Penrose considered what would happen to a light cone as it approached and passed the event horizon of what is known as a ‘Kerr black hole.’ This is a black hole that is non-charged and rotating. Its angular momentum drags spacetime along with it in an effect researchers call frame dragging.

Far from the black hole, light is free to travel with equal ease in any direction. The lightcones here have a traditionally symmetrical appearance which represents this.

Using Lightcones to Probe Black Holes ((©Johan Jarnestad/The Royal Swedish Academy of Sciences))

However, towards the static limit — the point at which the black hole starts to drag spacetime around with it — the lightcones begin to tip towards the singularity and in the direction of rotation and narrow. Thus the static limit represents the point at which light is no longer free to travel in any direction. It must move in a direction that doesn’t oppose the rotation of the black hole. Particles at this limit can no longer sit still — hence the name static limit.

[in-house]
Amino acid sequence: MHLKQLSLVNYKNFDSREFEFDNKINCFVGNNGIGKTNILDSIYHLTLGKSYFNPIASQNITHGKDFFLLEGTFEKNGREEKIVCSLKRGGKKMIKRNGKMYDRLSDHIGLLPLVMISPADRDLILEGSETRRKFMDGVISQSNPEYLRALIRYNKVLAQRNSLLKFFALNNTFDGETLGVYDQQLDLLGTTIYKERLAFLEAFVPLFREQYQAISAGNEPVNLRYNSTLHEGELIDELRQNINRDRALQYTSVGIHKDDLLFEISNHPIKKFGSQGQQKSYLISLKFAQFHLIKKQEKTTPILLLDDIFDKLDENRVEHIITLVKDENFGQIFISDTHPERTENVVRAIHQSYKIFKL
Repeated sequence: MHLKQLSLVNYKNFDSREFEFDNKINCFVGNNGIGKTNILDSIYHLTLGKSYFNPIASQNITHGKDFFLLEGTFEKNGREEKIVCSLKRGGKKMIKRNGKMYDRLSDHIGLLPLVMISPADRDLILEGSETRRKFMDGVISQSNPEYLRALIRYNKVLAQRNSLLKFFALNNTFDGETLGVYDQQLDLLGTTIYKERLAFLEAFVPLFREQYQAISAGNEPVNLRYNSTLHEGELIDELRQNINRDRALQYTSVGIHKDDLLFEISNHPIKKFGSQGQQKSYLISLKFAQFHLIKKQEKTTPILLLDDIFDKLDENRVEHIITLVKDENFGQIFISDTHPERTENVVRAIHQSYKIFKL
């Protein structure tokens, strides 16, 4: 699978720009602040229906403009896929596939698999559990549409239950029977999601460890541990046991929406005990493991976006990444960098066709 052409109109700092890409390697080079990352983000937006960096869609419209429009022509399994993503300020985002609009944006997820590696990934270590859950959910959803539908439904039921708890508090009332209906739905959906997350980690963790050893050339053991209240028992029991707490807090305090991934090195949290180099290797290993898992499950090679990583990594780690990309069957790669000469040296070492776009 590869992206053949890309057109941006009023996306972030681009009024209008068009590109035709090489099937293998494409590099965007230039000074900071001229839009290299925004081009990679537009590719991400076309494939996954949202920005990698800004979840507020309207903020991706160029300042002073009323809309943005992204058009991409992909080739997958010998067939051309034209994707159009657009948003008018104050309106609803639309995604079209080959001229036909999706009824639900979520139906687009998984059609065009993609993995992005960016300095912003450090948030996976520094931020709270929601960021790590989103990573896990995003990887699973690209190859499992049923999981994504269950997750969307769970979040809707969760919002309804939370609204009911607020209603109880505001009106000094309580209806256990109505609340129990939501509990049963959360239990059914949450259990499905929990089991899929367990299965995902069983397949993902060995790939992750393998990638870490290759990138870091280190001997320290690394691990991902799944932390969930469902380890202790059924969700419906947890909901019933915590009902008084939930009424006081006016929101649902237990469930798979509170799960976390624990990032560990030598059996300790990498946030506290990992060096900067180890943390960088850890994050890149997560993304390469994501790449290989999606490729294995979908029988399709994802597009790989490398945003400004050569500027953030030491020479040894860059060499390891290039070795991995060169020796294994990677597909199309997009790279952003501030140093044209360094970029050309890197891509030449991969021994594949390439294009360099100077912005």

Yet, despite the fact the dragging effect is so strong, here that not even light can resist it, signals can escape this region — it isn’t the event horizon — but they can only do so by travelling in the direction of the rotation.

Interestingly, Penrose suggests that particles entering the static limit and decaying to two separate particles may result in energy leaching from the black hole in what is known as the Penrose process, but that’s a discussion for another time.

Probing Black Holes with Lightcones (Robert Lambourne/ Robert Lea)
Probing Black Holes with Lightcones (Robert Lambourne/ Robert Lea)

So as our light cone moves toward the event horizon, it begins to narrow and tip. But, something extraordinary happens when it passes this boundary. As long as one is using so-called Swartzchild coordinates, once ‘inside the black hole’ proper, the lightcone flips on its side, with the ‘future end’ of the cone pointed towards the singularity.

This can mean only one thing for the worldline of that event, it points to the central singularity signalling that an encounter with that singularity is evitable.

The Anatomy of a Black Hole

“It is generally believed that the spacetime singularities of gravitational collapse will necessarily always lie within an event horizon, to that whatever happens to be the extraordinary physical effects at such a singularity, these will be hidden from the view of any external observer.”